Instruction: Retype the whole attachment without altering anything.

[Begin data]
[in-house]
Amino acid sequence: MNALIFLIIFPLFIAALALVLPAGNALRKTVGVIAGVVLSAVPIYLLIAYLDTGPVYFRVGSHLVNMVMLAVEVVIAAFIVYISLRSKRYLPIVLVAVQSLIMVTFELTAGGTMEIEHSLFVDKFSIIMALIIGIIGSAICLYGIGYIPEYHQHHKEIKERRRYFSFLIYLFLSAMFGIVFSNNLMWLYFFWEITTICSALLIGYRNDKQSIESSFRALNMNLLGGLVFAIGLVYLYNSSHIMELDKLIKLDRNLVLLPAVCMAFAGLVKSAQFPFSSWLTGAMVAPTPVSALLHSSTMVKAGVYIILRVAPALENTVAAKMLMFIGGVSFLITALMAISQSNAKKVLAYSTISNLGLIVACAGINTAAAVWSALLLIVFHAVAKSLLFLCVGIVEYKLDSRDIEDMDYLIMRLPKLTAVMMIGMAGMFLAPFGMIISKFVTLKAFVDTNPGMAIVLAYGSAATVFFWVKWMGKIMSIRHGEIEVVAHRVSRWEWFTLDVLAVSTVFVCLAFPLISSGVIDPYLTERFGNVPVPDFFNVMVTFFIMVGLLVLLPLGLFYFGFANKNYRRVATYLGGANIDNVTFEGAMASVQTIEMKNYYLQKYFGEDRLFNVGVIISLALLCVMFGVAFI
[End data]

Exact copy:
[in-house]
Amino acid sequence: MNALIFLIIFPLFIAALALVLPAGNALRKTVGVIAGVVLSAVPIYLLIAYLDTGPVYFRVGSHLVNMVMLAVEVVIAAFIVYISLRSKRYLPIVLVAVQSLIMVTFELTAGGTMEIEHSLFVDKFSIIMALIIGIIGSAICLYGIGYIPEYHQHHKEIKERRRYFSFLIYLFLSAMFGIVFSNNLMWLYFFWEITTICSALLIGYRNDKQSIESSFRALNMNLLGGLVFAIGLVYLYNSSHIMELDKLIKLDRNLVLLPAVCMAFAGLVKSAQFPFSSWLTGAMVAPTPVSALLHSSTMVKAGVYIILRVAPALENTVAAKMLMFIGGVSFLITALMAISQSNAKKVLAYSTISNLGLIVACAGINTAAAVWSALLLIVFHAVAKSLLFLCVGIVEYKLDSRDIEDMDYLIMRLPKLTAVMMIGMAGMFLAPFGMIISKFVTLKAFVDTNPGMAIVLAYGSAATVFFWVKWMGKIMSIRHGEIEVVAHRVSRWEWFTLDVLAVSTVFVCLAFPLISSGVIDPYLTERFGNVPVPDFFNVMVTFFIMVGLLVLLPLGLFYFGFANKNYRRVATYLGGANIDNVTFEGAMASVQTIEMKNYYLQKYFGEDRLFNVGVIISLALLCVMFGVAFI